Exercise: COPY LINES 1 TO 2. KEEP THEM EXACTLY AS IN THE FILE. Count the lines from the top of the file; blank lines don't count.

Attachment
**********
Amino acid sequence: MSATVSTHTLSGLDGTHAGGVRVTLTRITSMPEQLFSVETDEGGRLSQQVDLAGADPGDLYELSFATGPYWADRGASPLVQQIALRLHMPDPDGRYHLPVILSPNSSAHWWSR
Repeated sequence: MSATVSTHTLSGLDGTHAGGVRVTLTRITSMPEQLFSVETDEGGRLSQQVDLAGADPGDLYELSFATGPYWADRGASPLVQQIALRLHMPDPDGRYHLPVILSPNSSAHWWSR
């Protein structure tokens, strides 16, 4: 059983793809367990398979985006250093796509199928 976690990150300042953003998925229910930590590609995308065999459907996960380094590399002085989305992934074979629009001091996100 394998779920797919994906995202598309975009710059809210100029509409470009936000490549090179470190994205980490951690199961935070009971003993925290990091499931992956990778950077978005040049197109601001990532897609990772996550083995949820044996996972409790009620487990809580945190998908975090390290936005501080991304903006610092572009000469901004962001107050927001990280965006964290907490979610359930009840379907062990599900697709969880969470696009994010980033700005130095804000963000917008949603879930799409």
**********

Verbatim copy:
Amino acid sequence: MSATVSTHTLSGLDGTHAGGVRVTLTRITSMPEQLFSVETDEGGRLSQQVDLAGADPGDLYELSFATGPYWADRGASPLVQQIALRLHMPDPDGRYHLPVILSPNSSAHWWSR
Repeated sequence: MSATVSTHTLSGLDGTHAGGVRVTLTRITSMPEQLFSVETDEGGRLSQQVDLAGADPGDLYELSFATGPYWADRGASPLVQQIALRLHMPDPDGRYHLPVILSPNSSAHWWSR